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WindStar Wildlife Institute
Homes For
Backyard Birds
Most of us enjoy watching wild birds on our
property, as they brighten springtime with their
melodies and bring a festival of movement and
color to winter yards.
We can see even more wildlife if we add nesting
boxes and landscape our property for wildlife.
N
ests are not where birds live,
but only where they raise
their young. Experts believe that
nests supply an answer to a
need. As birds evolved from being
cold-blooded to warm-blooded,
they could no longer bury their
eggs and leave them to hatch as
reptiles do.
Instead, they had to supply
warmth through incubation, using
the parent's own body heat to
develop the embryos. Nesting
helps to protect both the
parents and the eggs during this
time. By letting embryos develop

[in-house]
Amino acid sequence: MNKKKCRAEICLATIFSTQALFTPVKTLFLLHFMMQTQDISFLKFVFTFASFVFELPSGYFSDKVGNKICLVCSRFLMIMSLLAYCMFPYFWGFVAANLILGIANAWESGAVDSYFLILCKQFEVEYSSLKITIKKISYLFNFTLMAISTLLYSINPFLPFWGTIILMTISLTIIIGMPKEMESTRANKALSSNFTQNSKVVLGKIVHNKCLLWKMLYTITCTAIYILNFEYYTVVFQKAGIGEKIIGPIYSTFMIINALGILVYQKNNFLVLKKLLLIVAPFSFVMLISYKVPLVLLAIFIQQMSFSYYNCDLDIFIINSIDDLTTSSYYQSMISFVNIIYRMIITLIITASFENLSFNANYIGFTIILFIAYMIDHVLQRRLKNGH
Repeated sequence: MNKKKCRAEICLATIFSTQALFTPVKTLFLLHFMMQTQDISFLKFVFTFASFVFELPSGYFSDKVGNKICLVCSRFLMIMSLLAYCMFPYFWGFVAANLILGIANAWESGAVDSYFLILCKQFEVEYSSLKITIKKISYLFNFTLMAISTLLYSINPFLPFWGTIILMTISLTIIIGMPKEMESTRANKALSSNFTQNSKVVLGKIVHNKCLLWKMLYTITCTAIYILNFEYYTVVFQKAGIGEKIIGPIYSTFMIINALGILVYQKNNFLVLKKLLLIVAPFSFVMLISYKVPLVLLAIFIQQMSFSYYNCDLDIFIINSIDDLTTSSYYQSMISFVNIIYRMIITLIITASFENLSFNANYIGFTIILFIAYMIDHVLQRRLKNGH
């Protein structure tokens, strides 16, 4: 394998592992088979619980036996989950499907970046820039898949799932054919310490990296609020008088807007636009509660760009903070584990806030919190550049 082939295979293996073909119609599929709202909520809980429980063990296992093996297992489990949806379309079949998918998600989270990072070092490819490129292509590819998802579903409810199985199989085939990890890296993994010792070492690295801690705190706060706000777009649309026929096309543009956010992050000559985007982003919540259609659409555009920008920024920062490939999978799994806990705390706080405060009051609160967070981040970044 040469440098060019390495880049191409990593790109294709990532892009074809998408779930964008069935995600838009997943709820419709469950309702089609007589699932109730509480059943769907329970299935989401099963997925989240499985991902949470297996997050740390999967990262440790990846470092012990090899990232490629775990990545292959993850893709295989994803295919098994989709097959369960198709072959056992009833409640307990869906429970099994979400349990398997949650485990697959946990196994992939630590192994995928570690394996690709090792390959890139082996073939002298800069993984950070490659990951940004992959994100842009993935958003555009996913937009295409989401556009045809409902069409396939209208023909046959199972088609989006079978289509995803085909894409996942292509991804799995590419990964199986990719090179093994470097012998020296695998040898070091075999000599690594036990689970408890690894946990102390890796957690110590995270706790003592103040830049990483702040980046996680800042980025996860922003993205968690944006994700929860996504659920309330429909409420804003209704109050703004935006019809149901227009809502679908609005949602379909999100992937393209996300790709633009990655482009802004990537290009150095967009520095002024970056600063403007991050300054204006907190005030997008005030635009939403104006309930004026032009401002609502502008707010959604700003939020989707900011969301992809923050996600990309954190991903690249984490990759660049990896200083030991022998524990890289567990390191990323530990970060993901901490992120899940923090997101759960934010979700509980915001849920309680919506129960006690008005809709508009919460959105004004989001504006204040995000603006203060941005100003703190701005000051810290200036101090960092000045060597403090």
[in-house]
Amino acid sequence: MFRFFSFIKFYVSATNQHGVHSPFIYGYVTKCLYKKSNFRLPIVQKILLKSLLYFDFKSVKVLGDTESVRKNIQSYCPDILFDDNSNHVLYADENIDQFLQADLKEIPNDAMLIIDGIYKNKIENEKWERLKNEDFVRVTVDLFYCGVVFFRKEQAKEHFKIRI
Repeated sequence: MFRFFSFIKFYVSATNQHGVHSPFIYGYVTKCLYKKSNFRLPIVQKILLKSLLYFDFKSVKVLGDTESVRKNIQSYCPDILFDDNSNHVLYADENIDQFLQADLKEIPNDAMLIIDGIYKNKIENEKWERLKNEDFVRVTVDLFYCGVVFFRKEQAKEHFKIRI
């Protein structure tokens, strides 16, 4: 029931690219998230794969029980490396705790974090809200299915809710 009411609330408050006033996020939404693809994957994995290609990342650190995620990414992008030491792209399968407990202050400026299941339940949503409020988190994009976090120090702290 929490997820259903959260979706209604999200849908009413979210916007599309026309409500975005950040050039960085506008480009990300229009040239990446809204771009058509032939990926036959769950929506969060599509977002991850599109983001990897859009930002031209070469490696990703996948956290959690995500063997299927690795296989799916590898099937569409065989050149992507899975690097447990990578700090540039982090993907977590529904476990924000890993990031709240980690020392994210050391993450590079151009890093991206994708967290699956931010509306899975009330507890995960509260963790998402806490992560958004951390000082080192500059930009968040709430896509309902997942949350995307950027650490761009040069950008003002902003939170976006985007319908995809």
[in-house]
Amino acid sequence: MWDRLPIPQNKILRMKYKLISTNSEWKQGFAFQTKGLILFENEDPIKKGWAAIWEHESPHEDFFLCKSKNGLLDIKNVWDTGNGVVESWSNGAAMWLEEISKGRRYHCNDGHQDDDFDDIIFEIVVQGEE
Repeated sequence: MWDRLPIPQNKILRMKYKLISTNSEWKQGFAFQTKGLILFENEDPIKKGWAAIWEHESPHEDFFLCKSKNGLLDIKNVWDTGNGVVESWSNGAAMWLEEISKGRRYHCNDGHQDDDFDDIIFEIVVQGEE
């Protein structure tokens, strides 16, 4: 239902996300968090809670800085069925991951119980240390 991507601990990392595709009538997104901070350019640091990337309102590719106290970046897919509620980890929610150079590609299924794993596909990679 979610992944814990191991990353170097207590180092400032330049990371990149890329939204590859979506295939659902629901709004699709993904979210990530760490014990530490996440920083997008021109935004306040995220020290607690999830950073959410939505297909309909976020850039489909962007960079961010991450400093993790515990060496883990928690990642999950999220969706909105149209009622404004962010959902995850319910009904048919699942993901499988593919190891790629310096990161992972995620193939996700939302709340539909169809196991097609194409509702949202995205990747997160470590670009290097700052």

faster, it reduced the time that
they were vulnerable to predators.
In addition, nesting allowed birds
to extend their range to more
varied climates.
Without meaning to, today's
gardeners often make it difficult
for birds to nest. Grooming yards
to make them attractive for
humans removes the twigs, weedy
materials, and dead trees that
birds need for construction.
When we trim shrubs and pull
down vines we are destroying
prime nesting sites. We need to
learn to compromise with nature.
Leave areas of the yard more
"casual."
Dead Trees
Make Good Homes
If dead trees threaten a
structure, move them to a safer
place and stand them securely
for the use of woodpeckers and
other cavity nesters. Allow some
weedy areas to grow tall for birds
that need cover on the ground.
It is important to offer a
variety of plantings. Some birds
will build nests at ground level, so
they need sheltered areas away
from foot traffic and the normal
paths of predators (including
household pets).

Homes for Birds:

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